Bob Probert, the Detroit Red Wings bruiser who spent a good part of his career getting into some pretty epic fights with Wendel Clark and Tie Domi of my beloved Toronto Maple Leafs, has a pizza named after him at Detroit-style pizza house SoDough Square. It's called the "#24 Enforcer" ($14.99) and comes topped with blood, molars and a generous sprinkling of a mysterious white powder.
No, of course it doesn't, but just seeing a pizza paying homage to this since-passed hockey hooligan got me seething. I wanted to order the pie just so I could punch it in the face, then throw it to the ground and whale on it some more. But unlike Probert's unsightly mug, the #24 Enforcer is kind of a beaut with its frico'ed edges, airy crust and holy mess of meat. I tore into it — quite violently, I should add — then tore into it some more until bits of pinched sausage, pepperoni and smoked bacon littered the cooling rack on which it was served. "That's five for unsportsmanlike conduct," said the pal and pulled the rack toward him. So, while I contemplated my actions, I also contemplated the manner by which owner Rob Bair, a Detroit native, created his magical Detroit-style crust.
For all you pizza geeks, here's the process: 1) The dough is bulk-fermented (that's the dough's initial rise) for 12-18 hours in a cooler. 2) It's then portioned and stretched into deep, rectangular pans slicked in garlic olive oil. 3) The dough is allowed to sit at room temperature until it's proofed. 4) Then it's topped with a blend of high-fat Wisconsin brick cheese, Amish white cheddar and mozzarella right to the edges of the pan (it's how Detroit-style pizza gets its characteristic crispy, caramelized crust — the "frico"). 5) The sauce is layered on, followed by additional toppings. 6) The pie is baked at 500 degrees Fahrenheit.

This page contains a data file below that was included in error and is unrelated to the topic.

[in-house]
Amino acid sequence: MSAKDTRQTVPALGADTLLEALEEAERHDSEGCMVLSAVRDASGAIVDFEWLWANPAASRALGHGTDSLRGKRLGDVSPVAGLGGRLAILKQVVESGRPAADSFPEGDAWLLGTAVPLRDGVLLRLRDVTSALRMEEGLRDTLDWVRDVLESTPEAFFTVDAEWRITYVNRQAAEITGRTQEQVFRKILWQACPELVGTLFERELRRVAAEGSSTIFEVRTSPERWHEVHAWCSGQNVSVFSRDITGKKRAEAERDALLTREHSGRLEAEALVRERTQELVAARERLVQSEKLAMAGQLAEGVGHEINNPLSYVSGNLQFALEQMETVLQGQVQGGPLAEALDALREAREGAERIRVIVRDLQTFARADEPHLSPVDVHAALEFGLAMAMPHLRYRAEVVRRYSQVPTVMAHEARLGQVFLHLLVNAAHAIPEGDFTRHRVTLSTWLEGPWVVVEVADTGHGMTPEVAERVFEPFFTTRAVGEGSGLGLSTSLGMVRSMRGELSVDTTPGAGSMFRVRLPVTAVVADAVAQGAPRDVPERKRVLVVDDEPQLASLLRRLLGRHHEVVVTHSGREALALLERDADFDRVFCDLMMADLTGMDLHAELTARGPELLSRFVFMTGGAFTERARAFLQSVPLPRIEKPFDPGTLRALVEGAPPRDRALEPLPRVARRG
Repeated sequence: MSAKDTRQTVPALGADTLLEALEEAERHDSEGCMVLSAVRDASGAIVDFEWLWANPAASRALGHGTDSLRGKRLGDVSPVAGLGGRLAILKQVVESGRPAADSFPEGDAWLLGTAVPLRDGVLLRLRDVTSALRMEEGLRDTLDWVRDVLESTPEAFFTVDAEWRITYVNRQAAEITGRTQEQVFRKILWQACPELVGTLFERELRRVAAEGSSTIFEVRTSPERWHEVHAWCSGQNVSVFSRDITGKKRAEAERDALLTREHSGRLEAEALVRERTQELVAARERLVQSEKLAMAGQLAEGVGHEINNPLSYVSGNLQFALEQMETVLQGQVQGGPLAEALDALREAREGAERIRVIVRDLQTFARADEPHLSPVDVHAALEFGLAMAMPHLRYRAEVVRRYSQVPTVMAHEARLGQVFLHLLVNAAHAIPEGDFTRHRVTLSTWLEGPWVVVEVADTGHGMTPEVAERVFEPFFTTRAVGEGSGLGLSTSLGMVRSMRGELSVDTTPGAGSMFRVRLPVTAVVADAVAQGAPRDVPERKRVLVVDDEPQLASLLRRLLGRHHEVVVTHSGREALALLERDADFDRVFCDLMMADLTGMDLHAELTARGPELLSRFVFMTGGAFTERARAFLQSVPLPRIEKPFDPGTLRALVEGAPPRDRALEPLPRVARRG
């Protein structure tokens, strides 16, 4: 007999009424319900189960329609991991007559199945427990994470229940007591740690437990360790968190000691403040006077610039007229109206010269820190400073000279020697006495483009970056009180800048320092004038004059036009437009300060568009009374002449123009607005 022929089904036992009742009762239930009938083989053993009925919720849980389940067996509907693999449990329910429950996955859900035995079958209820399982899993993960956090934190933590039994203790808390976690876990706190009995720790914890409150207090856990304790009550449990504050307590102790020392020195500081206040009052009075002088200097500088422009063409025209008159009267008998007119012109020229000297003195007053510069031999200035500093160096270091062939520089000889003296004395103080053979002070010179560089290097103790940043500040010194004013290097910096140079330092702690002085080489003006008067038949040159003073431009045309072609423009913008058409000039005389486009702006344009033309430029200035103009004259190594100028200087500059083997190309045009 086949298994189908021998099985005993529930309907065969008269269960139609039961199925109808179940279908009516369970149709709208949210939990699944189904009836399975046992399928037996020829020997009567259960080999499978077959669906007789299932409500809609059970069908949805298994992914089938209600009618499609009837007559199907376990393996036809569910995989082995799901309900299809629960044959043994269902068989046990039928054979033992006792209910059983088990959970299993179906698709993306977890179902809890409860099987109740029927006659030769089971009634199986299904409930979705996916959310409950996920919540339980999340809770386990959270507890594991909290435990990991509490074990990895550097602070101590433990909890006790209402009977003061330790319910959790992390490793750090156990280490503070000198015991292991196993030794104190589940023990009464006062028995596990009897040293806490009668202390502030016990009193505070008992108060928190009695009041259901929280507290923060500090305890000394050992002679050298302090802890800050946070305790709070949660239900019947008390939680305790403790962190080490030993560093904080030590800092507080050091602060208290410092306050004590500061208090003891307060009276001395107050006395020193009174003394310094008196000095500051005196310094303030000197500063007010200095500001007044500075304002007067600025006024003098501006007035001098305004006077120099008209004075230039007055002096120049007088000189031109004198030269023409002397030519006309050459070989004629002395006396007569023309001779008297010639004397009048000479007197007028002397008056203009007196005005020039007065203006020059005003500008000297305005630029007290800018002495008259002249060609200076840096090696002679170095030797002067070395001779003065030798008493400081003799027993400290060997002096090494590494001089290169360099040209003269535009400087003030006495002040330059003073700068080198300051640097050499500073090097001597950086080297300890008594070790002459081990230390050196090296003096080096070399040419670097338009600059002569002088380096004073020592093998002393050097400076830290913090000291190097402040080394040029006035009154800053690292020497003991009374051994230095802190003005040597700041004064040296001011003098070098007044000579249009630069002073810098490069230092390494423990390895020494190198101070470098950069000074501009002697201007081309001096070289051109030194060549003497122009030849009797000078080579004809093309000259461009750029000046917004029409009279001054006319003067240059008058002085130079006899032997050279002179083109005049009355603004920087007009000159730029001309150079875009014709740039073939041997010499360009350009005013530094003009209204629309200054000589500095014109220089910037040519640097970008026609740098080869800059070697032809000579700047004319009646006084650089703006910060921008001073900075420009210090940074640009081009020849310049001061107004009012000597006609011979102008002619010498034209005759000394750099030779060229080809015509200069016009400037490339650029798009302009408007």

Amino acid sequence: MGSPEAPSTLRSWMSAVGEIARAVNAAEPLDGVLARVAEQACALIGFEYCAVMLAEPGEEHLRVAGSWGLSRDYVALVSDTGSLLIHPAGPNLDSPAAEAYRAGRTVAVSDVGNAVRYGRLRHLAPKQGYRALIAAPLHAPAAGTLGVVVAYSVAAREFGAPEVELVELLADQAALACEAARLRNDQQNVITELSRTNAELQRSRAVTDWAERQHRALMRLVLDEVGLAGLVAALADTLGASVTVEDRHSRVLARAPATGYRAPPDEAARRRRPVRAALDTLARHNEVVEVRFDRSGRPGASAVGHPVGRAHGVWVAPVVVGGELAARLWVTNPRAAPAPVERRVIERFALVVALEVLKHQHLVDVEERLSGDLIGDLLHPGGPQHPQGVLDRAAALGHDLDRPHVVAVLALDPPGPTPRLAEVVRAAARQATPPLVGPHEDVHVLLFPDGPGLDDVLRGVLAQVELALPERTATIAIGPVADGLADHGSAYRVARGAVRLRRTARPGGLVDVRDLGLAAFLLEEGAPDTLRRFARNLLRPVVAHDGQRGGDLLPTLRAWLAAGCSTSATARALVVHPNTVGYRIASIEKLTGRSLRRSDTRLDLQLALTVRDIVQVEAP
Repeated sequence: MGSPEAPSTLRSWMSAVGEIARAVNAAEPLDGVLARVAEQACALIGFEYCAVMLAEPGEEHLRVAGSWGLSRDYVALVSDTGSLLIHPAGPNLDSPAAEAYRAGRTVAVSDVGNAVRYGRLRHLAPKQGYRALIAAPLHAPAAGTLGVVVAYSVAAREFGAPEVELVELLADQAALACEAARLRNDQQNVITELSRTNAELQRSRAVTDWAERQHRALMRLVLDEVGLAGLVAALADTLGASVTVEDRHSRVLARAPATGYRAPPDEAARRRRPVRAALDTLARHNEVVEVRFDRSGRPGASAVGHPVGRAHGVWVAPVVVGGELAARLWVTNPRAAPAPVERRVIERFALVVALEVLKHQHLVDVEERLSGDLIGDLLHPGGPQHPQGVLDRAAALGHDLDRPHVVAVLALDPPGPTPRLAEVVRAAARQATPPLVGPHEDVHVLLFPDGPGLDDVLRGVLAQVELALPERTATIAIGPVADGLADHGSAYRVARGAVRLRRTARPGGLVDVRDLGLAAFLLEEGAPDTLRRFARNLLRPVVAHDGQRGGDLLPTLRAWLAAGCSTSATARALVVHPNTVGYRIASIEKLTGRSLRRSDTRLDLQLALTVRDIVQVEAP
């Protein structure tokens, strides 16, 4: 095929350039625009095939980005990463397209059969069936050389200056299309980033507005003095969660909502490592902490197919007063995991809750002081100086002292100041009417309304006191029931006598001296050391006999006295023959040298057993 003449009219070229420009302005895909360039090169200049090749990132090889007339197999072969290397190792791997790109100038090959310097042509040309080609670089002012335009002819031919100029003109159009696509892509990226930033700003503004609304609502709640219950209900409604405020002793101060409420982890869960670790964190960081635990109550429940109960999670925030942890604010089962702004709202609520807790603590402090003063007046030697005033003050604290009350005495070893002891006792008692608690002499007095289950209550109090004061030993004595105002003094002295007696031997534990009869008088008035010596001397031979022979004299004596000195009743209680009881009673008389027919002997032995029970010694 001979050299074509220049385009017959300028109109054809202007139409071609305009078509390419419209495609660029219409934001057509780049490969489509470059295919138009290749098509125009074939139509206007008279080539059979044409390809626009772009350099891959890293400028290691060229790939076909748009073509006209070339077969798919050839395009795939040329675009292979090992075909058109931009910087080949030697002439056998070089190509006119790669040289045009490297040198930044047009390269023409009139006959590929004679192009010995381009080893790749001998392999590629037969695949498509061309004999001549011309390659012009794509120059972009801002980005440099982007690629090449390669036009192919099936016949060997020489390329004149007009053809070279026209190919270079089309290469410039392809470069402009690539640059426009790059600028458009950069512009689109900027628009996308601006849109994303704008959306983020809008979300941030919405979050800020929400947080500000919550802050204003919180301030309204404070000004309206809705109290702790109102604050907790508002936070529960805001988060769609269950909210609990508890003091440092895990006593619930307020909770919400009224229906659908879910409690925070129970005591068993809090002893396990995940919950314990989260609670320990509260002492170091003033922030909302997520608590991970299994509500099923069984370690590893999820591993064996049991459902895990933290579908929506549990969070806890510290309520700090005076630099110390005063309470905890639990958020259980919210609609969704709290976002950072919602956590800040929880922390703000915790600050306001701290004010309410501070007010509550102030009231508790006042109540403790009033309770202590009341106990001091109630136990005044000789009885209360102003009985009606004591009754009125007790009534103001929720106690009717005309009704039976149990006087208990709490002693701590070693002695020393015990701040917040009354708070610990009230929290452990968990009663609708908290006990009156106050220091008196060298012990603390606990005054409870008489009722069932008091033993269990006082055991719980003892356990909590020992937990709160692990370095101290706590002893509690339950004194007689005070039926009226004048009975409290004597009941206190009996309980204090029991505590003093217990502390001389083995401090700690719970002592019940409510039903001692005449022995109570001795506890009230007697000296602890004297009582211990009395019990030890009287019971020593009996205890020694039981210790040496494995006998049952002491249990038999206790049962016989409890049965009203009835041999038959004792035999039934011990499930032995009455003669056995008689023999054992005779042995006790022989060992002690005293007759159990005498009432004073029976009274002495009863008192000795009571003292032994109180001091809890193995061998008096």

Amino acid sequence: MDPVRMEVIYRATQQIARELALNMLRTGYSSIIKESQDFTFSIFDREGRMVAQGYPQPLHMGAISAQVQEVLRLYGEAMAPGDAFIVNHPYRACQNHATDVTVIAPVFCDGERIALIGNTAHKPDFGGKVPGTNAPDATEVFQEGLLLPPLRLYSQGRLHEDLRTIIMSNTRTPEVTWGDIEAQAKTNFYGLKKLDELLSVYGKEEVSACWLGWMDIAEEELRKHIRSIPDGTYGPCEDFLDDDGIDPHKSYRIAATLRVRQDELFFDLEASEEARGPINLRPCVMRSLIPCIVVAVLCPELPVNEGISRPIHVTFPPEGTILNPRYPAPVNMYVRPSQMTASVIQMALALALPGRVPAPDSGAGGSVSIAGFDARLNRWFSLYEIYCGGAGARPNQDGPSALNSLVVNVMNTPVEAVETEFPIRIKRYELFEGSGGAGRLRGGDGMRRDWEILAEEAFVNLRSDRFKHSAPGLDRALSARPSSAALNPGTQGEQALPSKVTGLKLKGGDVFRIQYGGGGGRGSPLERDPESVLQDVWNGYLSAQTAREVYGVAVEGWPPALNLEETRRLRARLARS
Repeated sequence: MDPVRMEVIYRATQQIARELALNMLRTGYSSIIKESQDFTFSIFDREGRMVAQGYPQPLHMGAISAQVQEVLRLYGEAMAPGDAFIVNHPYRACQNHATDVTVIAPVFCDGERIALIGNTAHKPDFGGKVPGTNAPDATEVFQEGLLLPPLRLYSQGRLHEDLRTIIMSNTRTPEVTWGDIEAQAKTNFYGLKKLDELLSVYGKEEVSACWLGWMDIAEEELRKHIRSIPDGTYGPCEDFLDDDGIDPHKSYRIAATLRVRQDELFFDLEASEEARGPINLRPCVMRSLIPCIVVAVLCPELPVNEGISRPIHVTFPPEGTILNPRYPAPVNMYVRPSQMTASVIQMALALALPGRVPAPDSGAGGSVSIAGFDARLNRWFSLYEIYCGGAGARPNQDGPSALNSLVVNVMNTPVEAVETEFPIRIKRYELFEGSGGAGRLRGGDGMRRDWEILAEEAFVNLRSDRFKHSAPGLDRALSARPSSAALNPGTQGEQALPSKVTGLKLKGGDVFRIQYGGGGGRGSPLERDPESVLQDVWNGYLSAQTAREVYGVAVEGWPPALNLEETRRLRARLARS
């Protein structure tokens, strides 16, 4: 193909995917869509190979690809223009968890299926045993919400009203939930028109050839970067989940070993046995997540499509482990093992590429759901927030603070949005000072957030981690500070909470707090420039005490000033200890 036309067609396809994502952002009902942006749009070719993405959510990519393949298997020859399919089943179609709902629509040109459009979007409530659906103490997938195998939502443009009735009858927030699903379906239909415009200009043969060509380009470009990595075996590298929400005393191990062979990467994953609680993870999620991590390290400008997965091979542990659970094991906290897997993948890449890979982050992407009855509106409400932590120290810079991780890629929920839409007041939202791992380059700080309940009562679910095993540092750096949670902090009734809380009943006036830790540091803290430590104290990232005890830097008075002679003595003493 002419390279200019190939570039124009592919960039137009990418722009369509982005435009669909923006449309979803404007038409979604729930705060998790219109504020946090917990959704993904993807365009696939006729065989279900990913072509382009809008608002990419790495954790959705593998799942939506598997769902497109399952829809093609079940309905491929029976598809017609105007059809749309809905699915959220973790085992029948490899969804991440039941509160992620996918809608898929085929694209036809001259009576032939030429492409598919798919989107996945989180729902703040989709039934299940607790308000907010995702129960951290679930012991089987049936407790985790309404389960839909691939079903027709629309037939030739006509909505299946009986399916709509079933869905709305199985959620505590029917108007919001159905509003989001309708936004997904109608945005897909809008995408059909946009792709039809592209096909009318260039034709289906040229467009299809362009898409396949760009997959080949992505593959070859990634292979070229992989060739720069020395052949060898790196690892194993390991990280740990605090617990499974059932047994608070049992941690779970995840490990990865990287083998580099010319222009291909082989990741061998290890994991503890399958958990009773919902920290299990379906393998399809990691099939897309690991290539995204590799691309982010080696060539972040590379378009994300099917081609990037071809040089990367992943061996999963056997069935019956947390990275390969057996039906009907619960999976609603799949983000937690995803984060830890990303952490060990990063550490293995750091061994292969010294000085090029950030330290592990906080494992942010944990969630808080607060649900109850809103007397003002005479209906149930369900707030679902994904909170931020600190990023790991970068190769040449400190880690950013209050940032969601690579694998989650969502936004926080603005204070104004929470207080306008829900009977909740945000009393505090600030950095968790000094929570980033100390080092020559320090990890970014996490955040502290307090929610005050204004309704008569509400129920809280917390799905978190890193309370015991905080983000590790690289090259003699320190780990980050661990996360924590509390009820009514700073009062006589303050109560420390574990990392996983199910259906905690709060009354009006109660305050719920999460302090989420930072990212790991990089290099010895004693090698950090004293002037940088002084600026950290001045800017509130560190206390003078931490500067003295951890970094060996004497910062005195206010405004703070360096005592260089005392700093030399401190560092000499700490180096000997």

The verdict? A crust that isn't just crisped around the edges, but crisp on the bottom as well (a result of greasing the pan with garlic olive oil). It's incredibly light and airy, too, more so than Jet's, the Detroit-style pizza chain with an outpost in Apopka. But Jet's isn't the inspiration for Bair's pies. Rather, it's Buddy's — the birthplace of Detroit-style pizza on the corner of Conant and Six Mile Roads in Daytwa. His "6 and Conant" ($11.99) with red sauce, fresh basil and that brick cheese blend, along with pecorino-Romano, is an instant classic and as Detroit as it gets. Same goes for the "Detroit Rob City" ($15.99) that layers whipped ricotta, Ezzo pepperoni (it cups), pinched sausage and Mike's Hot Honey along with the basil and red sauce.
Bair, the man behind Tin & Taco, offers a taco pizza called "T&T" ($15.99) with crushed Doritos, seasoned ground beef and cotija cheese, as well as the "Big Mac Attack" ($15.99) that bears a taste likeness to the McDonald's sandwich. Really, there aren't any losing combinations here, not with this crust. It's probably why they go through 250-300 pies per day and run out well before the 9 p.m. closing time, so get there early (they open at noon).
Oh, and all you Juggalos will be pleased to know that Faygo ($1.95) can be enjoyed with any of the pies. Just don't spray the soda inside the pizzeria, or next door at Tin & Taco where SoDough Square's patrons eat their pizzas. But feel free to "whoop whoop" when your pie arrives. The long wait really is worth it. When it comes to the better pizza joints in town — Pizza Bruno, Piazza Italia, Prato, F&D, Antica, Antonella's, you name it — trust me when I say that SoDough Square's pies have the edge.